Then we left Liberty, and were entirely over CoYo at that point, and decided that what we actually wanted was to drink a Black Velvet. A Black Velvet is Guinness & champagne mixed together in equal proportions, ideally served out of a tin cup. I’ve never had one, but sometimes pretend like I have, since it’s so on-brand for me to be drinking tons of them constantly. Everybody knows I’m really into champagne, and that’s great, I’m classy as fuck and I’m not going to blame myself for that. But, let’s be honest, champagne is a bit basic. The addition of Guinness scraps it up.
        We spent the next, like, five fucking hours of the day doing the Black Velvet version of the same thing we’d already done during our CoYo search, only by this point we were better at it. We were more straightforward, all business, extremely confident in our ability to communicate faux-outrage using body language and minimal dialogue. I think we probably destroyed a lot of people’s lives that day.
        Even though Hix didn’t serve Black Velvets and therefore was worthless to us, it was there, and we were at it, and we needed to take a breather from traipsing around Central London, so we hung out there for a minute. I had a glass of champagne and then a Zombie and Karl had something I can’t remember and then a Zombie. We ate a plate of raw radishes and mayonnaise. It was the Scottish bartender’s last day at his job and a drunk woman who told me an anecdote about one of the actors from Game of Thrones that I found difficult to follow bought a bunch of Mars bars for the kitchen to deep-fry in his honor. He gave us a bite of one, in doing so earning himself a very respectable sixth-place position on our People Who Loved Us list.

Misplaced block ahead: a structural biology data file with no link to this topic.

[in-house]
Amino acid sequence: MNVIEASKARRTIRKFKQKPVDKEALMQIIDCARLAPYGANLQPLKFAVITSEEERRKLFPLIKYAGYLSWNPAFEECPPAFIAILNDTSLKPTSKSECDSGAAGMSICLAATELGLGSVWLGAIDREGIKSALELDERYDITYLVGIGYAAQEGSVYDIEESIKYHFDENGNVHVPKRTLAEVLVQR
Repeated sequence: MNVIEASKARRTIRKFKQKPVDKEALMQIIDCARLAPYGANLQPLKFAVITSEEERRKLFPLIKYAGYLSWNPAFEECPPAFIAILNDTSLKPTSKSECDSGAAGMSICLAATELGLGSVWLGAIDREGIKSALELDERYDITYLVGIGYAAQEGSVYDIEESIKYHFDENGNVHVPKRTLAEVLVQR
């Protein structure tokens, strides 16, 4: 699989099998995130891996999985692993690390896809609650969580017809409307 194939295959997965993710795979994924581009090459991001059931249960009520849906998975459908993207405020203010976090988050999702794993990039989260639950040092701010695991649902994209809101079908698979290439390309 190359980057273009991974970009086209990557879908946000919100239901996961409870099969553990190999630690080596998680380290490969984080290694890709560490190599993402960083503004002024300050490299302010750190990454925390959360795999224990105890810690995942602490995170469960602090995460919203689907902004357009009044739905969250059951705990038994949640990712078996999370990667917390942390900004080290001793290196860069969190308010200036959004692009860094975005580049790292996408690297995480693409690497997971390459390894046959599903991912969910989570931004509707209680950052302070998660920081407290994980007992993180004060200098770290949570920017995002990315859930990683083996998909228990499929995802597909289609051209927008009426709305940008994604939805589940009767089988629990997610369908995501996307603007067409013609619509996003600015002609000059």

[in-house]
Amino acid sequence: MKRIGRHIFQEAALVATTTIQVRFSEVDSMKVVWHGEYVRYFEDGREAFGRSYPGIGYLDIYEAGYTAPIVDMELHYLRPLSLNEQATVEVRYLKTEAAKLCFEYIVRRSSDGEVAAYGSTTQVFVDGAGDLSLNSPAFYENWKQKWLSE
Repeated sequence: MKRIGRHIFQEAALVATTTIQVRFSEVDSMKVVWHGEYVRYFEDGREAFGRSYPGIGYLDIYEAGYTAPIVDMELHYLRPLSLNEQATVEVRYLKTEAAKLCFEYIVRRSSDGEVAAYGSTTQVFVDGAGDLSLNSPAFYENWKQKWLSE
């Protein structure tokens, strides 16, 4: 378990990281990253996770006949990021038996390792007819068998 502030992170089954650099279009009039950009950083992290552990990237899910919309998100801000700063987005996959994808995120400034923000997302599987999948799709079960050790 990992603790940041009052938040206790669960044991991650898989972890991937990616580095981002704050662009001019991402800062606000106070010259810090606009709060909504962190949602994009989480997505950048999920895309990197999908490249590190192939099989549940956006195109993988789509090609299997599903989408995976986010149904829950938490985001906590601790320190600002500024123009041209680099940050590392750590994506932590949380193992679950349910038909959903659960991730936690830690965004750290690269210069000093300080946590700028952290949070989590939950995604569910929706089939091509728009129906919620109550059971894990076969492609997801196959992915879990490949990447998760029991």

At that point we were deeply over Central London and needed to venture back Southeast, where we belong, but not before stopping into a hundred thousand more pubs and restaurants to inquire as to whether or not they served Black Velvets— they didn’t. “What is this city coming to?” we asked the Universe, raising our palms to the sky in theatrical defeat.
        On the Jubilee train to Canada Water we met a very drunk lad whose can of disgusting lager I took a sip of, followed by the #5 Person Who Loved Us Most, “Jack & Coke Girl.” Jack & Coke Girl had cute fucked up teeth, said something sassy to the drunk lad, and was drinking a can of Jack & Coke on public transit, the exact act of which is an integral component of my summer fashion concept, so obviously I had no choice but to love her.   




Once we made it back Southeast, we went to the Rose in New Cross, which is our thing. We got to chatting with one of the bartenders, who was Irish and vaguely cute but also the inspiration my recent genius Tweet “worst thing that cld possibly happen to a person happened to me last nite: was talking 2 a cute boy, then he said he's into PARKOUR.” Karl & I fucked up a bottle of Cava in about twenty-five minutes, and then fled the scene, since were both really over listening to Parkour-man tell us about Parkour/the boring backstory to his affected bisexuality/congratulate himself for having a “non-skinny” 6’2” Danish girlfriend who obviously doesn’t exist. We gave him a stolen raw vegan banoffee pie as his medal for having a non-skinny girlfriend and then went to a different pub and tried to convince the bartender to eat an Oreo that Karl had picked up off the street in SoHo but he wouldn’t, because he was gluten-free. We ordered a glass of Prosecco and a pint of Guinness and mixed them together in an empty glass. It was not delicious. We went to a chicken shop and ordered a thing of fries and a thing of potato wedges and ate them with ketchup and mayonnaisey sauce and then went back to the Rose for one more. The Irish bartender was still there, being a nuisance and having shitty energy, ordering shots and wearing a stupid skinny scarf and leaning drunkenly against a pole. Fuck that guy.
        We sat with our legs up on the table and Karl heckled him. “You’re a mess!” he yelled.  
       “Please stop!” I begged, “Please don’t bring him back into our lives!”